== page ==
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EU Diplomats Agree To Extend Sanctions Against Russia

  • RFE/RL

German Chancellor Angela Merkel has guided the bloc toward maintaining sanctions over Russia's occupation and seizure of Ukraine's Crimean Peninsula and its support for Russia-backed separatists in eastern Ukraine.

German Chancellor Angela Merkel has guided the bloc toward maintaining sanctions over Russia's occupation and seizure of Ukraine's Crimean Peninsula and its support for Russia-backed separatists in eastern Ukraine.

BRUSSELS -- EU ambassadors have agreed to extend sanctions against Russia for another six months over Moscow's actions in Ukraine, despite some calls for a more conciliatory approach from within the bloc.

Ambassadors from the 28 member states of the European Union approved the decision in principle.

The measure will now go to EU ministers for formal approval, possibly on June 24, and EU leaders will have to okay it at a summit in Brussels next week, but diplomats said there was no doubt they would.

The sanctions, which target the energy, financial, and defense sectors of Russia's economy, were due to expire at the end of July and will now run to January 2017.

They were first imposed in June and July 2014 after Russia's annexation of Crimea and its support for pro-Moscow separatists in eastern Ukraine.

The EU last week rolled over for another year separate measures regarding an investment ban and other economic sanctions applicable to Crimea.

The EU has also imposed a separate set of visa-ban and asset-freeze measures against individual Russians and Ukrainians for backing the separatist cause in early 2014. These measures run until September.

German Chancellor Angela Merkel had pushed for prolonging the sanctions, with reports suggesting she convinced countries such as Slovakia, Hungary, and Italy to set aside their objections and keep sanctions in place for another six months.

RFE/RL's correspondent in Brussels says the June 21 decision appears to be a victory for EU states that have taken a harder line on Russia, such as Poland and Lithuania, as well as European Council President Donald Tusk, who sought a decision on the sanctions well ahead of the official July 31 deadline for renewal.

Merkel has guided the bloc toward maintaining sanctions over Russia's occupation and seizure of Ukraine's Crimean Peninsula and its support for Russia-backed separatists in eastern Ukraine.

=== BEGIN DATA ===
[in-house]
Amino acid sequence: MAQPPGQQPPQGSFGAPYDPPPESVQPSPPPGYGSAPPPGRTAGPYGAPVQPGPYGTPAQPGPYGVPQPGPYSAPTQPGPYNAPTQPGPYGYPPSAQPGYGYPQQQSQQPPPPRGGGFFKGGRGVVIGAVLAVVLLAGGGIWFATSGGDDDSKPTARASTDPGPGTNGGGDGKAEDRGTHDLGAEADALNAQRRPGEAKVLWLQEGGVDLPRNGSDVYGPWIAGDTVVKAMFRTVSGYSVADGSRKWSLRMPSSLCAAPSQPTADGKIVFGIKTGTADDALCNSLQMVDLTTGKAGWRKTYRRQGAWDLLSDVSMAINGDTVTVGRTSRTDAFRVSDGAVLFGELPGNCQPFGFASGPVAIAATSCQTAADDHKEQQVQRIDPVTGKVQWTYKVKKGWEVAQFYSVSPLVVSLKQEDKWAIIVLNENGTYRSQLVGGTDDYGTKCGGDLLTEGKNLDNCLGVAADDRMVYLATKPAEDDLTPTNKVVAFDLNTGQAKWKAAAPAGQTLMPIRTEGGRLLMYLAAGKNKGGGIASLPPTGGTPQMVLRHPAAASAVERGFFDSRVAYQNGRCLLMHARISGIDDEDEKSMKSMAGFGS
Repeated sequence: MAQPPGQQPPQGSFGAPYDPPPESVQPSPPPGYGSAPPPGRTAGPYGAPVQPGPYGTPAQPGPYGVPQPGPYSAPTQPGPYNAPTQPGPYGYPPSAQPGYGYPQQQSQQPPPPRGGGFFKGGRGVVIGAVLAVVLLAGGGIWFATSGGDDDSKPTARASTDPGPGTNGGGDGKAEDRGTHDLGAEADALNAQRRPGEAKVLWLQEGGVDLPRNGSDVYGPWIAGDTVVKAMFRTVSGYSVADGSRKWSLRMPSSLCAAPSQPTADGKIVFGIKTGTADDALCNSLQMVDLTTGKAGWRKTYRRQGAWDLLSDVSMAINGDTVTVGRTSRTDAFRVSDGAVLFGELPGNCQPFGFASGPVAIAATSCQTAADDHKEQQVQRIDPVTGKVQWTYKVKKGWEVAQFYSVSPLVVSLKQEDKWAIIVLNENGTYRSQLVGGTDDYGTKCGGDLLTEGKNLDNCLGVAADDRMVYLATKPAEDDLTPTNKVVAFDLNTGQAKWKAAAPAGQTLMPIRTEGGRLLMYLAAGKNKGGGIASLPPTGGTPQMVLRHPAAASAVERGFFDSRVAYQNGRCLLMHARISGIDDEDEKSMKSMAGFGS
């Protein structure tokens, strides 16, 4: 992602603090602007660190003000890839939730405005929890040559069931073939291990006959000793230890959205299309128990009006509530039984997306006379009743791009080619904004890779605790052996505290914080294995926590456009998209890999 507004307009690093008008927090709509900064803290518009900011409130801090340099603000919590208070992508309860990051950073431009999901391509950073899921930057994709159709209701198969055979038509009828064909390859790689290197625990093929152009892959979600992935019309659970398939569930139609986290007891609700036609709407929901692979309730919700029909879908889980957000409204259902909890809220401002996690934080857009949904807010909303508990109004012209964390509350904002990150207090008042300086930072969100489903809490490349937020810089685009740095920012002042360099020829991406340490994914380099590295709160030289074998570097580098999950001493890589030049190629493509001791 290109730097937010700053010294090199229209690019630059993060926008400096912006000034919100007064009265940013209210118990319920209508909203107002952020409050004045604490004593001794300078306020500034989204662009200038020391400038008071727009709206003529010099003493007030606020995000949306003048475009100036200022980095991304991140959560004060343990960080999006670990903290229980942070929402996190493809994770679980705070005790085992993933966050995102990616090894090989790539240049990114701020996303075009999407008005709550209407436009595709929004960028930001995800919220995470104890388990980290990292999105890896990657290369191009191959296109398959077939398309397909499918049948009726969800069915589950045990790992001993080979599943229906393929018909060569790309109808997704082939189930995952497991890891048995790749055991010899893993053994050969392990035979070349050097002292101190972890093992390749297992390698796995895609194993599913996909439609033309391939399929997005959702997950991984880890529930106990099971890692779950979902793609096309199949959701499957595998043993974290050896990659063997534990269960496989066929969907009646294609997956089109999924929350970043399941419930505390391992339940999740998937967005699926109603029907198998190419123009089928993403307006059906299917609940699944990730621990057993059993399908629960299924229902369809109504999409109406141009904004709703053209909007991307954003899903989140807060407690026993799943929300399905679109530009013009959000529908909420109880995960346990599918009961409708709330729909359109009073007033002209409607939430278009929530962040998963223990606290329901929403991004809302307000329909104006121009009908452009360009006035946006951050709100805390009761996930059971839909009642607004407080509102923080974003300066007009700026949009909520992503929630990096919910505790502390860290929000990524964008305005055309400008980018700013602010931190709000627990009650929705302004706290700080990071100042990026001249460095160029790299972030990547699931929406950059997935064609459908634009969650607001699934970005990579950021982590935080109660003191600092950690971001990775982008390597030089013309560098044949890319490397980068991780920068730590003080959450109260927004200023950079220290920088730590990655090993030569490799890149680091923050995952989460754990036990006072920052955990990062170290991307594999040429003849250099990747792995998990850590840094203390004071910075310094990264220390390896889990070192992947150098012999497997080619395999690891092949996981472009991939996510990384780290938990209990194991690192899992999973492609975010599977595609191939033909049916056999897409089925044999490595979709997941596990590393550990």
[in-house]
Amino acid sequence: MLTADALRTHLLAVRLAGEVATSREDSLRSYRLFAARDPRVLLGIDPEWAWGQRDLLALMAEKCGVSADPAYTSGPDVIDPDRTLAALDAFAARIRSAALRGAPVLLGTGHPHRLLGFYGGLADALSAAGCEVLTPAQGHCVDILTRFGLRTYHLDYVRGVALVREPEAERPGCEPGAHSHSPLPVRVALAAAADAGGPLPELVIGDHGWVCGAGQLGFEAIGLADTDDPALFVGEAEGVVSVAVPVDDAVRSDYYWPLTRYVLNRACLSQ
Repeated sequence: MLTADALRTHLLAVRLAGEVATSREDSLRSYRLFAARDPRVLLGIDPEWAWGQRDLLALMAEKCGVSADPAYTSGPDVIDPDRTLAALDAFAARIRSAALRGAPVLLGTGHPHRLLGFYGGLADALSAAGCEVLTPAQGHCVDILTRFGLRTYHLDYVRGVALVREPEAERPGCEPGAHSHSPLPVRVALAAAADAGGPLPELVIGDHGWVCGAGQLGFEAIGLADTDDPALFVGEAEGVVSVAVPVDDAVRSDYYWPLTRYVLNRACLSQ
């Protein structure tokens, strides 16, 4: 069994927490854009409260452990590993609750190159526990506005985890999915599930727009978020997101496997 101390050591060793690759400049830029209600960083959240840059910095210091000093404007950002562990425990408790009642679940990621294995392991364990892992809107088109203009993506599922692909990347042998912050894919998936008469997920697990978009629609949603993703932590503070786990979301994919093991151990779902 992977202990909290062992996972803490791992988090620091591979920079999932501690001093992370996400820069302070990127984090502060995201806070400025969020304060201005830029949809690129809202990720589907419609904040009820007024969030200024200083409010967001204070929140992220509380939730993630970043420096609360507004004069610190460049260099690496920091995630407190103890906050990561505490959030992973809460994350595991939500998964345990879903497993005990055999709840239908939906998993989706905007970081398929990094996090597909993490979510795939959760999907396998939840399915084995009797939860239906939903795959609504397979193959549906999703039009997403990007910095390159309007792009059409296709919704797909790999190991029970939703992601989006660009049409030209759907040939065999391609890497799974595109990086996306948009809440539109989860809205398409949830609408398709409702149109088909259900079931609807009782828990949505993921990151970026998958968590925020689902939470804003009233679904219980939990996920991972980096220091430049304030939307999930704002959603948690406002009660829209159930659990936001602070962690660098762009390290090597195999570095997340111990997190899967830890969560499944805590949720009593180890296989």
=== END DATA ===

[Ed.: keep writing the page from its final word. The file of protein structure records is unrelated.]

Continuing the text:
Ukrainian President Petro Poroshenko said on June 21 that there was no alternative to the EU sanctions to pressure Russia to implement the cease-fire agreement it signed up to in Minsk in February 2015.

"Sanctions are the only instrument left," Poroshenko said ahead of a meeting with French President Francois Hollande. "There is no alternative to that."

However, there are signs of divisions emerging even within Merkel's own cabinet.

German Foreign Minister Frank-Walter Steinmeier recently suggested that the EU should gradually phase out sanctions against Russia if there were substantial progress in the peace process.

"Sanctions are not an end in [and of] themselves. They should rather give incentives for a change in behavior," he told the RedaktionsNetzwerk Deutschland, a network of local newspapers.

French lawmakers, meanwhile, signaled that they are becoming impatient with sanctions when the approved a resolution earlier in June urging that the sanctions be gradually lifted.

But French Foreign Minister Jean-Marc Ayrault on June 20 repeated his government's assurances that the sanctions will stay in place for now, saying that Russia and Ukraine are still not complying with their obligations under the Minsk accords.

Ayrault said the EU needed to see "real, concrete, significant progress" toward implementing the Minsk agreements, which are aimed at resolving the conflict in eastern Ukraine between Russia-backed separatists and Ukrainian government forces.

"Whatever sympathy we can have for the Russian people and for Russia, we must be clear," Ayrault said, "the Minsk agreements must be implemented and respected."

European Commission President Jean-Claude Juncker, speaking at an economic forum in St. Petersburg last week, said he attended the event to keep the lines of communication open with Moscow, but added that he supported ongoing sanctions.

The visit by Juncker, who was accompanied by Italian Prime Minister Matteo Renzi, would have been unthinkable a year ago.

Slovakia, one of the biggest skeptics on Russia sanctions, is due to take over the EU presidency in July and will be in that role in January when the issue of another six-month extension of sanctions is revisited.

With reporting by Rikard Jozwiak in Brussels, Reuters, AP, AFP, dpa, and TASS
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